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Carifta Swimmers' 30-Medal Haul

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Algernon Cargill

By RENALDO DORSETT

Sports Reporter

rdorsett@tribunemedia.net

A 30-medal total and fifth place finish for Team Bahamas at the 28th CARIFTA Swimming Championships in Kingston, Jamaica, gives Bahamas Swimming Federation executives optimism on the future of the programme, but also placed local issues within the sport at the forefront.

Guadeloupe took first place for the third consecutive year, followed by Trinidad and Tobago, Aruba and Jamaica.

In the 2012 edition, the Bahamas was third with 630 points and 49 total medals in their role as the host country.

BSF president Algernon Cargill said the team had many encouraging moments over the course of the four-day meet, particularly from its youngest members.

“We had a number of great performances. Many swimmers swam personal best times and others swam well beyond their seed times,” he said. “I think Travano McPhee did an excellent job as a head coach at this level. He showed great maturity, and with his staff Sara Knowles out of Abaco and Andy Loveitt from Grand Bahama they did an excellent job with this year’s team. It was not our best performance of the past few years but 30 medals, including nine gold, is nothing to scoff at.”

Abaco native Margaret Albury-Higgs was one of the many bright spots of the team with five gold medals.

Joanna Evans advanced to the girls 15-17 division this year where she won gold in the 400m free in 4:25.46s and in the 800 free in 9:10.26s. She added a silver medal in the 400 IM in 5:15.53s.

In the boys 15-17 group, Dustin Tynes won sliver in the 200m final in 2:23.48s on the final night of competition in addition to a silver in the 100m breaststroke in 1:06.85s and bronze in the 50m backstroke in 30.49s.

“We had many swimmers that did not swim near potential and in some cases we needed to be more competition ready headed into the meet,” Cargill said. “One of our biggest challenges right now is the support swimming receives from corporate Bahamas. We have seen dwindling support and the perception that swimming is an elite sport presents us with further challenges. It is our lowest medal total in recent years and it shows the entire region is catching up with their programmes, so we have to progress as well. “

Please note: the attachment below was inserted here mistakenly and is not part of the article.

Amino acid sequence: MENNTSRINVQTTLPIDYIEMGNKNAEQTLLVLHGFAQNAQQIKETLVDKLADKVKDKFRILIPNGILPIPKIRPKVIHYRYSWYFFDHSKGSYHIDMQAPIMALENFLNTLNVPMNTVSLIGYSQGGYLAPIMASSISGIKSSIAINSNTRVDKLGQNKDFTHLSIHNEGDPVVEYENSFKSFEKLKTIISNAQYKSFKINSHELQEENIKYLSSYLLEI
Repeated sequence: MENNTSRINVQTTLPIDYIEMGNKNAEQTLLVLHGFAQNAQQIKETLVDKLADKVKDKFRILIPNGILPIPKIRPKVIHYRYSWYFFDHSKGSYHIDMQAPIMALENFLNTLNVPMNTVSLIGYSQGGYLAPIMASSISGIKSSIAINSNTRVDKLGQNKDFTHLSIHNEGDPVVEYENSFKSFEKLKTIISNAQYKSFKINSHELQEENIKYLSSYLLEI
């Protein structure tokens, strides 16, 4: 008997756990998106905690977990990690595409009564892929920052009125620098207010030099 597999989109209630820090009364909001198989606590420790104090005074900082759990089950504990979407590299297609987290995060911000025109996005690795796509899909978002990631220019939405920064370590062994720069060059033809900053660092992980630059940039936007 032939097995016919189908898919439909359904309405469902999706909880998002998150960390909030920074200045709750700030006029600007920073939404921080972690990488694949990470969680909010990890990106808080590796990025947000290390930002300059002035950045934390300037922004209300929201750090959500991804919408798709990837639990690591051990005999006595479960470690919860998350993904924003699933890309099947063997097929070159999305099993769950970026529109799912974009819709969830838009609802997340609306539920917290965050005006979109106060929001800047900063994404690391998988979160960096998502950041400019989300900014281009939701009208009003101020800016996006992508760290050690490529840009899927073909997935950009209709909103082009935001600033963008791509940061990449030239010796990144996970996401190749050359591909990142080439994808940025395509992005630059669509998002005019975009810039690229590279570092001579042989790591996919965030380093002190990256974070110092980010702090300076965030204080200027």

Cargill stated that the BSF, other sporting federations and the National Sports Authority will meet in the upcoming weeks to discuss logistics of the relationship between the group and sporting federations.

“There have also been challenges with the NSA in terms of the malfunctioning of the pool, general maintenance and access. Frankly, the pool has been down quite a bit over the past few years and it has affected the performance in the pool” he said. “Most of our clubs are fledgling clubs and to tax swimmers to have a meet is not always feasible. For the clubs and the general development of swimming to improve, the federation desperately needs unrestricted access to the pools and greater support.”

Over 350 athletes from 16 countries participated in the 2013 edition of this year’s championships.

The multisport concept of the CARIFTA Games continued in earnest in 1989 organised by the Amateur Swimming Associations in the region.

Due to the lack of 50 metre facilities in the region, CARIFTA ranged from a meet in yards to short course to 50 metre in the early years.

The event was broadened to include the disciplines of water polo and synchronised swimming beginning in 2002 and expanded with an open water event this year.

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